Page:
2003 Season

Earnhardt's influence still felt at Daytona 500
By Lewis Franck

DAYTONA BEACH, Fla. (February 14, 2002)
Two years after Dale Earnhardt Sr's death at the last turn on the last lap of the Daytona 500, the seven-time Winston Cup champion's influence is still keenly felt.

Known as the Intimidator for his rough-and-tumble driving style in the black No. 3 Richard Childress Racing Chevrolet, Earnhardt, Sr. appeared all but indestructible and still championship material at the age of 50.

Then came the fatal accident.

John Andretti, a nephew of former World and Indy 500 champion, Mario Andretti, who now drives for the only other seven-time champ Richard Petty, explained: "It was like with Richard and my uncle.

"It (death at a race) didn't happen to them, they said it would never happen with them," he said. "Then the immortal became mortal."

Just as Earnhardt was larger than life, a nine-foot 1,200 pound, statute of the fallen racer stands outside the Daytona International Speedway proclaims that he remains larger in death also.

The only others so honored are NASCAR founder Bill France, Sr. and his wife Anne B. forming a Mt. Rushmore-style tableaux of stock car racing.

Memorial decals are plastered on race fans' vehicles as they approach the hallowed ground of the Speedway. Numerous couples have had wedding ceremonies in front of the statue.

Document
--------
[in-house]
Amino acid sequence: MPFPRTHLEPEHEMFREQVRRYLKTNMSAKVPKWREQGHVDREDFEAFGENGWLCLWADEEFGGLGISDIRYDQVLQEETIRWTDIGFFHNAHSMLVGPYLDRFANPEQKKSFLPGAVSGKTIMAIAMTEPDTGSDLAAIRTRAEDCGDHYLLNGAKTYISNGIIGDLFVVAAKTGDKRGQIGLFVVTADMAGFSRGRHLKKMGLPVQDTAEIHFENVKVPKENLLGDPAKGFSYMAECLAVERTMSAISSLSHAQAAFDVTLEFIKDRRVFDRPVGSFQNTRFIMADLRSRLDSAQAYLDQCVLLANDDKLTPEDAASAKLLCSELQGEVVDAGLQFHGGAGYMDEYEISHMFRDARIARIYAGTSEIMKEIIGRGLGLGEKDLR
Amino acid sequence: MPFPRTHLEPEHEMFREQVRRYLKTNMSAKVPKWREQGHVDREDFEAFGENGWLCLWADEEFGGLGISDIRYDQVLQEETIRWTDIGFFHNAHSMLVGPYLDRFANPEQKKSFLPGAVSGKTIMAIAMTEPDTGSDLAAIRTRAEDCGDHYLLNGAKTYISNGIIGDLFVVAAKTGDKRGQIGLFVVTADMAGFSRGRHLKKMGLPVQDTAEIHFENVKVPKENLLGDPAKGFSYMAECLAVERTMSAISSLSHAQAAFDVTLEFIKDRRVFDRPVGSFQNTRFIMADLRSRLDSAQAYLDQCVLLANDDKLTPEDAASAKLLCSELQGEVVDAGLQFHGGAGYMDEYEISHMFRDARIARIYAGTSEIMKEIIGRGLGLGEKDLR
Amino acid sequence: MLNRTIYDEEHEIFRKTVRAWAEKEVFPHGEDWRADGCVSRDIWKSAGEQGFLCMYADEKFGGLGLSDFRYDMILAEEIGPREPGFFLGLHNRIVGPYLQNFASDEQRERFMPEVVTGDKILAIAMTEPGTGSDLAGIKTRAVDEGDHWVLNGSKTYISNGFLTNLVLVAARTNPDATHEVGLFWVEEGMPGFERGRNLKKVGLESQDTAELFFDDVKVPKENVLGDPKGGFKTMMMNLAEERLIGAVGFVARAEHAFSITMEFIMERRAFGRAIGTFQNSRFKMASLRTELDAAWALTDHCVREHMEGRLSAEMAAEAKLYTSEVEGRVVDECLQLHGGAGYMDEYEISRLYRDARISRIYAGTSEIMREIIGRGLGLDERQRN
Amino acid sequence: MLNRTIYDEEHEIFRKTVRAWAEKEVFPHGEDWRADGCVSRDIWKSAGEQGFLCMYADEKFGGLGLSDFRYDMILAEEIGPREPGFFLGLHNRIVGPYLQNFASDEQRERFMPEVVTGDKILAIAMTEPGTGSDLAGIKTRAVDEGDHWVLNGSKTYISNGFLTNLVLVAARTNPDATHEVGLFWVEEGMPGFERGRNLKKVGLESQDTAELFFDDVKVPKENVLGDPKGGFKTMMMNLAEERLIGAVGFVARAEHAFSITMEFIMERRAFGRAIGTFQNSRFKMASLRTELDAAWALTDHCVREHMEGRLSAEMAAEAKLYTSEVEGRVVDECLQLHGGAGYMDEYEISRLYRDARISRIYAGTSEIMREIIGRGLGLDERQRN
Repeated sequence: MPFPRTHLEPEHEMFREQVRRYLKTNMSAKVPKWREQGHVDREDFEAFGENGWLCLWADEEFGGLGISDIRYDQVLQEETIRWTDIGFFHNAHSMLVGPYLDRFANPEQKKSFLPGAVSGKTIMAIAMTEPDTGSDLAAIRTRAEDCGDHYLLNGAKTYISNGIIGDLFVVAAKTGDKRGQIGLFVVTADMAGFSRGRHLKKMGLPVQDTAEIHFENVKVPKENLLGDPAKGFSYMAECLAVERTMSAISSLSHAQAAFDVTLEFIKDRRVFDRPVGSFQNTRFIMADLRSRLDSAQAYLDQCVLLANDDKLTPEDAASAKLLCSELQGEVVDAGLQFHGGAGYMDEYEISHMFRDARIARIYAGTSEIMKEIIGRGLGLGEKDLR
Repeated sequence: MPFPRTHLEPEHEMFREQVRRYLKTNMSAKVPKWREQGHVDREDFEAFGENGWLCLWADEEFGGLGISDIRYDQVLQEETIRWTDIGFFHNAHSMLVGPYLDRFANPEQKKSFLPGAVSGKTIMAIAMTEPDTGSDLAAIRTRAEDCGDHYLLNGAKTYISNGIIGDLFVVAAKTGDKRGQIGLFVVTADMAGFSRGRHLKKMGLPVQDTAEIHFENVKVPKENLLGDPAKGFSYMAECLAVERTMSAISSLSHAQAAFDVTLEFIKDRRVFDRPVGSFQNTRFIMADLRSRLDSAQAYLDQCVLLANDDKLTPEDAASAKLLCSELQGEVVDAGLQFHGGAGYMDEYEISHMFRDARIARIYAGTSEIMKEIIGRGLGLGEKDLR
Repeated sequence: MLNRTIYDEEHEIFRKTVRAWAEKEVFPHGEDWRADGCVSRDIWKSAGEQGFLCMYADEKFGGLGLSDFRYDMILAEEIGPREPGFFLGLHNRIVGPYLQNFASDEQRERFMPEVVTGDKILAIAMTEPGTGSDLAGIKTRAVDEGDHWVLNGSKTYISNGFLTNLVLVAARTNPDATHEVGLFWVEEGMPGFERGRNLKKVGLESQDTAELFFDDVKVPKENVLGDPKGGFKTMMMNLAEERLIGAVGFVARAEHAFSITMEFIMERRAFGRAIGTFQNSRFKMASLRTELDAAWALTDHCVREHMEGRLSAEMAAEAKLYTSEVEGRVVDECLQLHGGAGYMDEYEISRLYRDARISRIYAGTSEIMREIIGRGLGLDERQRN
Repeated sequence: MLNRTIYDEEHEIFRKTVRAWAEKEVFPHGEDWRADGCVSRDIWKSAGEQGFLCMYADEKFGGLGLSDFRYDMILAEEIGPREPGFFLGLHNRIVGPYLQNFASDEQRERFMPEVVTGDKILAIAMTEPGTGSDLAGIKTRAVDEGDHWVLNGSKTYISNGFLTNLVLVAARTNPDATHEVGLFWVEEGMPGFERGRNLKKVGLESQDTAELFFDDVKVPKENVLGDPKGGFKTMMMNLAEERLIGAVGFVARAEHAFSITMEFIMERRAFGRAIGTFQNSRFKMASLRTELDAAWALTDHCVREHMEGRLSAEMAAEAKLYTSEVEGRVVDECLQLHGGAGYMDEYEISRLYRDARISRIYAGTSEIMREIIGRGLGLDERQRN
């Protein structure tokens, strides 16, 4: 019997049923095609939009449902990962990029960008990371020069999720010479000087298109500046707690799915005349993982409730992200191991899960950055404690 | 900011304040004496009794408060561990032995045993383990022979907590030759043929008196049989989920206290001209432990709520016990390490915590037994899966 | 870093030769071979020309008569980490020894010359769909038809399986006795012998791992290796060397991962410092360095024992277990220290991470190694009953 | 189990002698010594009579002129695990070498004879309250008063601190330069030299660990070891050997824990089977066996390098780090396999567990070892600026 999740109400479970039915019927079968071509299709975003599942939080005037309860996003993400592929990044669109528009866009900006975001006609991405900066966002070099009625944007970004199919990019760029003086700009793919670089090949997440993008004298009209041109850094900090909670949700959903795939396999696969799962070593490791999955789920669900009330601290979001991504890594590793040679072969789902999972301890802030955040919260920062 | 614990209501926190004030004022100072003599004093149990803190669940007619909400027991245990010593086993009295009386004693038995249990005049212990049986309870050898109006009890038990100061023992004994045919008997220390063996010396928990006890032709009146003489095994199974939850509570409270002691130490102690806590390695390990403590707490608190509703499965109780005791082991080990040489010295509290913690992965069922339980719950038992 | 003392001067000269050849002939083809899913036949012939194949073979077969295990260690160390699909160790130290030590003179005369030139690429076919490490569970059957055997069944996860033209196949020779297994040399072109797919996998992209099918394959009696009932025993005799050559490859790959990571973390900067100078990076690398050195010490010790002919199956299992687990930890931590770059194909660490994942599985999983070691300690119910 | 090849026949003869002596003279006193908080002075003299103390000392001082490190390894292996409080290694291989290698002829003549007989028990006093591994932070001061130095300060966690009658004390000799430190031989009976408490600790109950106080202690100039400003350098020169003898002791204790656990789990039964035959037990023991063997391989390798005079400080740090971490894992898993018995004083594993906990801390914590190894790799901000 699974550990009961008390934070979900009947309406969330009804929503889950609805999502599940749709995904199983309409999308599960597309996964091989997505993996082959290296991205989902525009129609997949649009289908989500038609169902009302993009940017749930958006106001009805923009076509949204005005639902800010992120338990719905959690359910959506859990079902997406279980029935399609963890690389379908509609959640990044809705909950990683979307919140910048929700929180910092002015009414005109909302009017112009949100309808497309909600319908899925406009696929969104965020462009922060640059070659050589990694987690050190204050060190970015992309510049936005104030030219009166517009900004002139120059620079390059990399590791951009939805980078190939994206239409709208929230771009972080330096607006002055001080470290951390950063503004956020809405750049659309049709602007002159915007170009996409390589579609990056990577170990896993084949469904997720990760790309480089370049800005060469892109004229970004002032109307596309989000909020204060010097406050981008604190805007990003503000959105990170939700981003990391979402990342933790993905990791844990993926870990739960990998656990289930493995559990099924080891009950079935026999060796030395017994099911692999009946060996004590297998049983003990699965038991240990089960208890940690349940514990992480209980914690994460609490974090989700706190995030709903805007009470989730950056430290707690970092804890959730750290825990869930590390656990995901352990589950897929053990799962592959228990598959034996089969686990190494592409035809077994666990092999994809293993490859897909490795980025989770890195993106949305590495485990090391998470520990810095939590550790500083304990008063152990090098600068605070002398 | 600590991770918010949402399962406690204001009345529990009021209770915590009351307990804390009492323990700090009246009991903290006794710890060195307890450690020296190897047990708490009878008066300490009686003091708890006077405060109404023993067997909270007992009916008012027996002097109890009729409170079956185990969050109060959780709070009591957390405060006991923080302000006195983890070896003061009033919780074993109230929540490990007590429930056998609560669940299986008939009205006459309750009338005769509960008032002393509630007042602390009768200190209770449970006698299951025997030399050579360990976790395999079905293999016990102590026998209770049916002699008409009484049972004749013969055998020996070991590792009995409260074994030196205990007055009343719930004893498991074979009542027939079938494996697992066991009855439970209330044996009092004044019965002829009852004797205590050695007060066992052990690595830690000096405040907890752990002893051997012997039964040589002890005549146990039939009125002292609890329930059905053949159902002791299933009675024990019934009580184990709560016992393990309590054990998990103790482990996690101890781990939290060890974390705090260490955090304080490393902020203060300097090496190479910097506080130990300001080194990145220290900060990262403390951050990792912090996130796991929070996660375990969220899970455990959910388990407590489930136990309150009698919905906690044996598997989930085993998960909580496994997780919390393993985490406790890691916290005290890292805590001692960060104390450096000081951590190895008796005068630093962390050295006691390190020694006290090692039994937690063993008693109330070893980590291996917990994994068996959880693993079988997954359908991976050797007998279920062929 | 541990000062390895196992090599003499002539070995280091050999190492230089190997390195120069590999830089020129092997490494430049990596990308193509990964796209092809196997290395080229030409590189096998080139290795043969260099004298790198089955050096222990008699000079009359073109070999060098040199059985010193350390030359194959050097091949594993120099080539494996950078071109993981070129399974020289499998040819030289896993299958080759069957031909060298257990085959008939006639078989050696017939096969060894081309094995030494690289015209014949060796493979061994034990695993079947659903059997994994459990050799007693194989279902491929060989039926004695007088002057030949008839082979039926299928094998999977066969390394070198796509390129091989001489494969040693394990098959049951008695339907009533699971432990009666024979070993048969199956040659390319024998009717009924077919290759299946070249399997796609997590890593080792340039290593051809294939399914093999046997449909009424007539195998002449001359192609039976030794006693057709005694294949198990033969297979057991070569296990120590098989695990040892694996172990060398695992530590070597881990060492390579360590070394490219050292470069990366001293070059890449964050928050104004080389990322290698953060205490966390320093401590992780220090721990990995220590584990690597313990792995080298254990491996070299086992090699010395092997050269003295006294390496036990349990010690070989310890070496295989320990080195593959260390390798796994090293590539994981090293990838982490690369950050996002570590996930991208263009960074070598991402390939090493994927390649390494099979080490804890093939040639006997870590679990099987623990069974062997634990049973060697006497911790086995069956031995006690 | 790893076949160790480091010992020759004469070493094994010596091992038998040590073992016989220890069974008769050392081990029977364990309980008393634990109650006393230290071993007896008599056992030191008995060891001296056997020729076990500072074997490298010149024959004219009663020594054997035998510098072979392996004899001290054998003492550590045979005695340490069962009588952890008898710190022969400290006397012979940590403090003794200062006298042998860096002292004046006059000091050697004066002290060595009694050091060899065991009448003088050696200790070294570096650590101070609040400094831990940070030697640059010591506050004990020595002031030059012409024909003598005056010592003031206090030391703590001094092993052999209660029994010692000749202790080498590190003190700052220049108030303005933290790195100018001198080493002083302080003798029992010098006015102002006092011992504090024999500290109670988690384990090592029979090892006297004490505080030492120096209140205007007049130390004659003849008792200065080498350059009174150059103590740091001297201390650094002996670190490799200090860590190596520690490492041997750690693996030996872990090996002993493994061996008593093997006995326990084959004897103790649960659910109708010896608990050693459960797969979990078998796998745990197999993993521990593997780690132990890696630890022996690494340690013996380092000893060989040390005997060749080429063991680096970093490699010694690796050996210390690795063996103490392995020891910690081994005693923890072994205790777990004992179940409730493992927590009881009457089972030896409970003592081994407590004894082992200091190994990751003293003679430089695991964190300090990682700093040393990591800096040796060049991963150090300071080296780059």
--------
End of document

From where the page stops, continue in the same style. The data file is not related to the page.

More than just the fans, Earnhardt's influence is felt among the team that he owned and the team he drove for.

Meanwhile, his son, Dale Earnhardt Jr. continues to drive for the team, Dale Earnhardt Incorporated (DEI), started by his father and now owned by his step-mother Teresa.

Jeff Green, who sits on the pole for Sunday's race, drove for the elder Earnhardt and now drives a Chevrolet owned by Earnhardt's former team owner Richard Childress Racing (RCR).

The top four grid positions are all occupied by drivers from either DEI or RCR -- Green, Earnhardt Jr., Robby Gordon (RCR) and Michael Waltrip (DEI).

The two teams consistently run well on the high banked, high speed tracks like Daytona and Talledega where the 3,400-pound race cars are fitted with a restrictor plate on the carburetor to reduce speed.

Earnhardt Jr. explained why the two teams, which previously had a technical cooperative program, continue to do so well.

"We take a lot of pride in our restrictor-plate programs, and Richard always has and they've always ran well at them and always had a lot of success there and they continue to today," he said.

Childress, a former driver, said: "Dale, he was the man here for many, many years. We just gave him a car. I'll always give Dale Earnhardt all the credit."



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